Female Afghan Taliban Writer: 'Feminist Ideology Has Been Utilized For Decades As A Western Justification For The Invasion, Subjugation, And Bullying Of Muslims'

print
May 6, 2021

The following report is now a complimentary offering from MEMRI's Jihad and Terrorism Threat Monitor (JTTM). For JTTM subscription information, click here.

On April 28, 2021, the Islamic Emirate of Afghanistan (the Afghan Taliban organization) published an article criticizing the West over its concerns that the Taliban's rise to power in Kabul will adversely affect women's rights in Afghanistan.


The article, titled "Feminism As Colonial Tool," is written by a female Taliban member whose name is given as Saffiyah.

Following is the text of the article:

"Both Muslims And Non[-Muslims] Were Targeted For Imperialistic Agendas Aided By Feminist Reasoning, And Through Such Reasoning Were Crimes Against Them Justified"

"It was reported that former President George W. Bush expressed his concern for Afghan women, given a nearing U.S. withdrawal [of troops from Afghanistan]. He said, 'My first reaction was, wow, these girls are going to have real trouble with the Taliban... I'm deeply concerned about the plight of women and girls in that country.'

"Note the consistent expressions of American care for Afghan women. This has been the case throughout the U.S.-imposed war which rendered 111,000 civilians dead or injured since 2009, according to UNAMA [United Nations Assistance Mission in Afghanistan]. The colonialist saviour complex of Western white knights using feminist narratives to help justify invasions has in fact contributed to the 'plight' Bush expresses false concern about. In this case, the 'civilized' and 'enlightened' American hurried across continents in 2001 to save liberation-awaiting Afghan women from 'oppressive' Taliban. It is typical colonialist nonsense.

"Feminism was originally a tool for male European colonialists before the emergence of first-wave feminists. Both Muslims and non[-Muslims] were targeted for imperialistic agendas aided by feminist reasoning, and through such reasoning were crimes against them justified – a resemblance to Afghanistan today.

"The feminist ideology has been utilized for decades as a Western justification for the invasion, subjugation, and bullying of Muslims. Today, the West seeks to ideologically subvert Muslim cultures through ideologies such as feminism. Aside from this, the feminist package undermines what is actually central to a Muslim person – his familial life, the home. It attacks the institution of family in a family-centric Muslim society."

"If Man-Made Feminist Understandings Of What Is Good For Women Are Allowed To Dictate The Discourse On Women's Rights In A Muslim Country, We Dismiss The Islamic Religion As Inadequate"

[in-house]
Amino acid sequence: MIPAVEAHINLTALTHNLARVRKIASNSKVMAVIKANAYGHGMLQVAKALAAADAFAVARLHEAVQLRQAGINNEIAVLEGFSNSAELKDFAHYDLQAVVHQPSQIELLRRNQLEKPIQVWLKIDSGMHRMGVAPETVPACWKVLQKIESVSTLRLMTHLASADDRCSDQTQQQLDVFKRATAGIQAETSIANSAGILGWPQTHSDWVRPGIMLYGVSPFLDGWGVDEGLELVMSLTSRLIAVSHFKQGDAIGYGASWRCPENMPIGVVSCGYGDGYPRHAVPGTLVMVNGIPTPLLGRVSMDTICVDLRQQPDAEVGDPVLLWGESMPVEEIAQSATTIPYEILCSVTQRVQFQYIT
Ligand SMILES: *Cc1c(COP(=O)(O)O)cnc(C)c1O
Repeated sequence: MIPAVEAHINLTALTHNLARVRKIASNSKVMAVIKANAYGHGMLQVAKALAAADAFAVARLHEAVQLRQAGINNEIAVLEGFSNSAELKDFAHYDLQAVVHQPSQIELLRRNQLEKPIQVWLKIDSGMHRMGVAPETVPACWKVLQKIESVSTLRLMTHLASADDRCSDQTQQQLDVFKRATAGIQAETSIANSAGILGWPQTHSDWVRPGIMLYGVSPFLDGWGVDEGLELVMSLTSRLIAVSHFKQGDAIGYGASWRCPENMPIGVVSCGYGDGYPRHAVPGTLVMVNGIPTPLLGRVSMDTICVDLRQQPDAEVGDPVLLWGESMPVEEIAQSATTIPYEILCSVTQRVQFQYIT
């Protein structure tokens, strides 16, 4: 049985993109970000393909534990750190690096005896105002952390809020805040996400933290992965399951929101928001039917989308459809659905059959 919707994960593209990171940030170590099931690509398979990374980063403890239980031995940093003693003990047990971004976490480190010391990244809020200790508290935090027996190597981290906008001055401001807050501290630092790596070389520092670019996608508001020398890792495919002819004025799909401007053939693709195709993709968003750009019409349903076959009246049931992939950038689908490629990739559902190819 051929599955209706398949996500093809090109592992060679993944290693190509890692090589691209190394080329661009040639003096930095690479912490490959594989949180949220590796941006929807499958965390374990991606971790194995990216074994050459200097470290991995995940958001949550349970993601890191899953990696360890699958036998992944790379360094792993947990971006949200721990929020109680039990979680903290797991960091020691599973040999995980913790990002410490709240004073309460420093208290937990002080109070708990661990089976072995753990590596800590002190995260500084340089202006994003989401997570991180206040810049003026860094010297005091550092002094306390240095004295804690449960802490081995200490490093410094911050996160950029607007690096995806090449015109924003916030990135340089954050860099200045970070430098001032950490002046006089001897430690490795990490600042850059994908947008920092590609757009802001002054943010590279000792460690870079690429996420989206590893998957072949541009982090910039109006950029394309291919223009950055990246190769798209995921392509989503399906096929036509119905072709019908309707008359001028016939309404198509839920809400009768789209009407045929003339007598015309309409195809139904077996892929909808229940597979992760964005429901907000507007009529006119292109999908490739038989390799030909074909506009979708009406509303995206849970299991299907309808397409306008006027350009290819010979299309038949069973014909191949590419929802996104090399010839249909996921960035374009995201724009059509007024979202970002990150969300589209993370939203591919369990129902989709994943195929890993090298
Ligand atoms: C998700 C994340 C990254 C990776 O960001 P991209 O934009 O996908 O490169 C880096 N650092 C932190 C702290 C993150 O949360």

"One seeming patient of this ideology is the Afghan journalist who stated recently that she felt 'unsafe' and was filled with 'terror.' Why? Because [the Afghan Taliban delegation member] Suhail Shaheen did [not] look at her in Doha, Qatar.

"The possible implication of her bizarre comments is: what might constitute in Muslim societies an Islamically respectful avoidance of eye contact with the opposite gender must be replaced with West-appropriate intergender interactions that, again, conform to the demands of feminism – another West-inspired belittling of Islamic culture.

"The mindless recitation of misleading Western narratives regarding the Taliban and women's rights can be heard since times immemorial. Under the deceptive guise of women's rights, such people attempt to help legitimise a foreign imperialistic invasion and undermine the target country's religious and cultural values. They seek to subtly weave and normalize feminist stances through Afghan, and Muslim societies generally, even if sometimes through seemingly innocuous demands, e.g., education.

"One Afghan female activist spoke at the UN Security Council last year. 'Our hard-won gains can be snatched away without a warning,' she lamented, as if to suggest the Taliban were enemies of women's rights. In a Muslim society, however, such rights must be defined by Islam. If man-made feminist understandings of what is good for women are allowed to dictate the discourse on women's rights in a Muslim country, we dismiss the Islamic religion as inadequate and lacking. Why must the non-Muslim U.S. hold a monopoly on what should comprise 'women's rights,' or even men's rights, in a Muslim Afghanistan?

"Western cries of 'women's rights' appear a harmless demand. But when coupled with the incompatibility of much of these rights with the Islamic religion, their destructive effects on human society, their historical origins, and the dangerous agendas for Muslim societies curtained behind them, a more sinister perspective emerges. Therefore, the Islamic definition of women's rights is the only definition that is of benefit to women as its source is the Creator."

Source: AlemarahEnglish.net (Afghanistan), April 28, 2021. The original English of the article has been lightly edited for clarity and standardization.

The Cyber & Jihad Lab

The Cyber & Jihad Lab monitors, tracks, translates, researches, and analyzes cyber jihad originating from the Middle East, Iran, South Asia, and North and West Africa. It innovates and experiments with possible solutions for stopping cyber jihad, advancing legislation and initiatives federally – including with Capitol Hill and attorneys-general – and on the state level, to draft and enforce measures that will serve as precedents for further action. It works with leaders in business, law enforcement, academia, and families of terror victims to craft and support efforts and solutions to combat cyber jihad, and recruits, and works with technology industry leaders to craft and support efforts and solutions.

Read More